PicoLisp FFI with Rust

You can get it on my Git server.

This repo provides a simple example of how to use PicoLisp with Rust using PicoLisp’s FFI (native) functionality.

Requirements

  • Rustc and Cargo v1.47.0+
  • PicoLisp 64-bit v17.12+ or pil21

Getting started

Once you’ve setup PicoLisp and Rust, simply type make to build and test the shared library.

Output

Before I explain what’s going on, here’s what the output should look like:

Received struct: PilStruct {
    byte1: 32,
    byte2: 33,
    character1: 67,
    character2: 68,
    int: -1,
    long: 1,
    string: 0x4847464544434241,
    array: [
        1,
        2,
        3,
        4,
        5,
        6,
        7,
        8,
    ],
}
Result code: 0
Extracted struct:
(de Extracted (42 43)
   ("A" "B")
   65535
   9223372036854775807
   "pilrust"
   (80 105 99 111 76 105 115 112) )

Explain

The code can be found in extract.l and src/lib.rs. The Rust code is designed as a shared library and can be called by PicoLisp’s (native) function to pass data to/from between both languages.

PicoLisp code explanation

First, the code allocates 32 bytes of memory, which will be used to store data in a struct.

It then creates a struct named P with the following specification:

  • 2 arbitrary bytes
  • 2-bytes containing valid UTF-8 characters
  • 1x 32-bit (4 bytes) signed integer
  • 1x 64-bit (8 bytes) signed long
  • 1x 8-byte null-terminated string
  • 1x 8-byte arbitrary bytes array

Then the following native call is made and its result is stored in the Res variable:

(native "target/debug/libpilrust.so" "extract" 'I P)

This calls the extract function from the Rust library, with the P struct as its only parameter. It expects a 32-bit signed integer I as the return value (it will be either 0 or -1).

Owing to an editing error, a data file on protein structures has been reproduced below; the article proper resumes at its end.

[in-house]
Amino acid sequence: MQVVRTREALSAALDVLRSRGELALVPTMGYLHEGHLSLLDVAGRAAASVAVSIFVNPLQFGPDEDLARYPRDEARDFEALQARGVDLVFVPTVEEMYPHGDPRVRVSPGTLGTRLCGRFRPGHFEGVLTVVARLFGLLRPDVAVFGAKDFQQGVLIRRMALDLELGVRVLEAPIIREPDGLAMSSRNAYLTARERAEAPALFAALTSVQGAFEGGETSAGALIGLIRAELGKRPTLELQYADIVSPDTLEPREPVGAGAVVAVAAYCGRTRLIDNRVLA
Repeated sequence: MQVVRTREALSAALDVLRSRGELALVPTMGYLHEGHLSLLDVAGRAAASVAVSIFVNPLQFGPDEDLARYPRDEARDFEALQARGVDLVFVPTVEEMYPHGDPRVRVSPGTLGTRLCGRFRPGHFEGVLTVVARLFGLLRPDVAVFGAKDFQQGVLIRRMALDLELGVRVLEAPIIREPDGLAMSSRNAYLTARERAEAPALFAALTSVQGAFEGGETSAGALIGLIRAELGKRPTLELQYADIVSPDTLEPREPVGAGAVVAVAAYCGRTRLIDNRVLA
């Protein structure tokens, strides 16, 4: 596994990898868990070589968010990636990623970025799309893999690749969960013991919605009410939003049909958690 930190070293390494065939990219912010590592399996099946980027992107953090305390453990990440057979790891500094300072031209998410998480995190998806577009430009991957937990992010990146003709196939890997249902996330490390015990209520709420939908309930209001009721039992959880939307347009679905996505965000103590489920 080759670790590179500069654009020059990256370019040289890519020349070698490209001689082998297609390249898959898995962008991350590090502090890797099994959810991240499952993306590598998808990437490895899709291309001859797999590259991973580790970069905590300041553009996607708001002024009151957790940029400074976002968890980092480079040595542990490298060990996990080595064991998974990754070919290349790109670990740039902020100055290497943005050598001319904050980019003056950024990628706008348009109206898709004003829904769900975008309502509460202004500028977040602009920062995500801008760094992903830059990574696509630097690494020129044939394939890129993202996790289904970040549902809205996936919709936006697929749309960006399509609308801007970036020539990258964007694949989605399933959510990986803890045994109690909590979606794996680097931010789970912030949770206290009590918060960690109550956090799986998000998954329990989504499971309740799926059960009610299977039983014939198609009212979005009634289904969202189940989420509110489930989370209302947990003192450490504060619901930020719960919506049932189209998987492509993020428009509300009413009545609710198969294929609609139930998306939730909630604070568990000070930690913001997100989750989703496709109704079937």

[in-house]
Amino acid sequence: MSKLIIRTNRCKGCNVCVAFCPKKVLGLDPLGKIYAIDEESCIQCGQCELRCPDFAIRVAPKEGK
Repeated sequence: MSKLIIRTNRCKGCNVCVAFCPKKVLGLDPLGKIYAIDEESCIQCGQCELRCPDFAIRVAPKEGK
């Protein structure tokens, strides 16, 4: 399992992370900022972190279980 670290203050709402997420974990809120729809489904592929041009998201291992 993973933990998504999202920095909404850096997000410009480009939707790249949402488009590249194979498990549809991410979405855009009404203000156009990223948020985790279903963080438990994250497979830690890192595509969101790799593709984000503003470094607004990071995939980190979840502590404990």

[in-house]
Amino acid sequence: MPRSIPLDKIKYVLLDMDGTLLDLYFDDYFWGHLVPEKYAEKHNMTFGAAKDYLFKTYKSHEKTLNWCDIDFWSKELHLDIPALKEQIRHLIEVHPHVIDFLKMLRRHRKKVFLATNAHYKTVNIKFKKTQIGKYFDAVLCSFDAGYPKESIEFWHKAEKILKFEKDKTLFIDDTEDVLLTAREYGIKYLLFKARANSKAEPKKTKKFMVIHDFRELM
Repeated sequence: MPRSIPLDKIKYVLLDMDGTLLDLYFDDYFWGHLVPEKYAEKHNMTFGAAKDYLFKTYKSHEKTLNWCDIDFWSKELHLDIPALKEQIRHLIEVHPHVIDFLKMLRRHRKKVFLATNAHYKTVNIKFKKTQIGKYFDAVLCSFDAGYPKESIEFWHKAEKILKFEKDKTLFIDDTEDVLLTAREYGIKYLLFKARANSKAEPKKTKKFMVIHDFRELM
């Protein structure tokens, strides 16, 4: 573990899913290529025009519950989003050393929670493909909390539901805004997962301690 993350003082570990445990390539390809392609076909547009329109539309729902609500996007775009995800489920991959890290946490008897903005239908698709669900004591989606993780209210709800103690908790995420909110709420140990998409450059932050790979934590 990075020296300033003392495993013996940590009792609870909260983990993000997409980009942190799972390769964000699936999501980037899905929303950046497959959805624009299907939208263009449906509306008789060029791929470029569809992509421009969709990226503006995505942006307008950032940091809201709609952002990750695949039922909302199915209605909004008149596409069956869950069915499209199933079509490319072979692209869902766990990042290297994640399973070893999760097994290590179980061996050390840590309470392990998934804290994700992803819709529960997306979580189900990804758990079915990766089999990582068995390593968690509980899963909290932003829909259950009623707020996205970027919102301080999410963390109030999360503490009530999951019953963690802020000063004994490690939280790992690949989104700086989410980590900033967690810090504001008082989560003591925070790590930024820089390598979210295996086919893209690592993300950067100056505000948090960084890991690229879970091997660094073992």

Next, the code will extract the P structure using the specification described above:

(struct P '((B . 2) (C . 2) I N S (B . 8)))

Finally, the code will free the previously allocated memory and print the result of the P structure.

Some tests run at the end to ensure the data received from Rust is what we expected.

Note

  • The values sent to the Rust library will be printed by Rust as Received struct:.
  • The values received from the Rust library will be printed by PicoLisp as Extracted struct:.

Rust code explanation

The Rust code defines the struct for the received data; it is named PilStruct and contains the exact same specification as the P struct in the PicoLisp code explanation.

The extract() function creates a new struct in the variable newstruct which contains some new values, different from what was received by PicoLisp.

Since FFI is considered unsafe in Rust, the code which actually does the FFI (dereferencing the pointer and writing to it) is contained in an unsafe block:

unsafe { ... playing with fire ... }

Luckily, the Rust function checks if the struct is a null pointer before trying to work with it, and returns -1 if it is. However it doesn’t check if it’s correctly aligned (it is), so look-out for that!

The code then dereferences the pointer and prints what it received (the entire struct) from PicoLisp as Received struct: (mentioned earlier).

Finally, it writes the newstruct struct to the pointer and returns 0. PicoLisp can then read the return code and the new struct data.

Thoughts

There isn’t much to this code, but I thought it would be fun to create a working FFI library that’s not written in C and which works perfectly with PicoLisp.